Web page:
In a letter sent to President Obama today, House Republican leaders made a new offer to avert the fiscal cliff centered around a middle ground approach first presented to Congress last year by President Clinton’s former White House chief of staff, Erskine Bowles. The Bowles plan, presented in 2011 to the Joint Select Committee on Deficit Reduction, is consistent with the framework House Speaker John Boehner (R-OH) proposed the day after the election: a balanced approach of significant spending cuts and new revenues from tax reform with fewer loopholes and lower tax rates. This is another attempt to jumpstart substantive, good faith negotiations toward a bipartisan solution that can be enacted soon, a stark contrast to the unserious proposal the White House put forward last week.And the answer? No thank you:
White House Communications Director Dan Pfeiffer rejected Speaker of the House John Boehner's counter-proposal to avert the fiscal cliff in a statement to reporters Monday afternoon.Two things. First of all, what the hell is the "test of balance?" Second, how does it work when one side of a negotiation gets to determine that "balance" represents essentially getting whatever they want?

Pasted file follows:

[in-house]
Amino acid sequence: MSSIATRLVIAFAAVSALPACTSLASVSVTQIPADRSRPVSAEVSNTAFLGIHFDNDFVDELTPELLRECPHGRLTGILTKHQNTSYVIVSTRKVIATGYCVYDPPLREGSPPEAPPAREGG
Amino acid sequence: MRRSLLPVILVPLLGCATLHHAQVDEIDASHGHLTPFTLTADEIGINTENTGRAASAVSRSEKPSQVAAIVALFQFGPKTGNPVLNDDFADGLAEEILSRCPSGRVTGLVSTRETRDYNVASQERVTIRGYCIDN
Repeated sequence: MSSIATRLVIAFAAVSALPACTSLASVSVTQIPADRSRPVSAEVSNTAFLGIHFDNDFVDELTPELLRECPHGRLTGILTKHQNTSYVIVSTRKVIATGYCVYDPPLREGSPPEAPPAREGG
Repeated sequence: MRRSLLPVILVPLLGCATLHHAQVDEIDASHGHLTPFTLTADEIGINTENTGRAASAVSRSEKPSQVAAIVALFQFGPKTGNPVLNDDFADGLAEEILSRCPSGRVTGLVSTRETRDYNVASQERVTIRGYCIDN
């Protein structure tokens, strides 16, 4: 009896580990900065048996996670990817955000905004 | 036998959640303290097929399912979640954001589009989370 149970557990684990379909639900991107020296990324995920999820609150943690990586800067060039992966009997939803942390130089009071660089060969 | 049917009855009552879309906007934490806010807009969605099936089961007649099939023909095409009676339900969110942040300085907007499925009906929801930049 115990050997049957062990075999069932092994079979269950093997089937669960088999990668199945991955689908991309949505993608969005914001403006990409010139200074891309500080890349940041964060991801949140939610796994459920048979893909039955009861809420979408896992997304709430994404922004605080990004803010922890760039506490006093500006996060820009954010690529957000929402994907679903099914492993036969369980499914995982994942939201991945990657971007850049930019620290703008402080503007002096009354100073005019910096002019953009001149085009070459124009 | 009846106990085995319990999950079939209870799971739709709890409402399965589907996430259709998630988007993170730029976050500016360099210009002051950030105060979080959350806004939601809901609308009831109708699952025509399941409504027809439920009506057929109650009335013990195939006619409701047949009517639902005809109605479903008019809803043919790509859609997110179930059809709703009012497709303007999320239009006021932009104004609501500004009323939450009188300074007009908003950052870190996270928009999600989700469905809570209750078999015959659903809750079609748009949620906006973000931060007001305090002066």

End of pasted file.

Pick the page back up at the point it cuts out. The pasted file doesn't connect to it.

“The Republican letter released today does not meet the test of balance," Pfeiffer said. "In fact, it actually promises to lower rates for the wealthy and sticks the middle class with the bill. Their plan includes nothing new and provides no details on which deductions they would eliminate, which loopholes they will close or which Medicare savings they would achieve."
President Barack Obama has pledged to oppose any agreement that does not raise tax rates on the top two percent of wage-earners.
In other words, nothing happened yesterday. We'll check back if any news develops on this front. Not that we should expect any.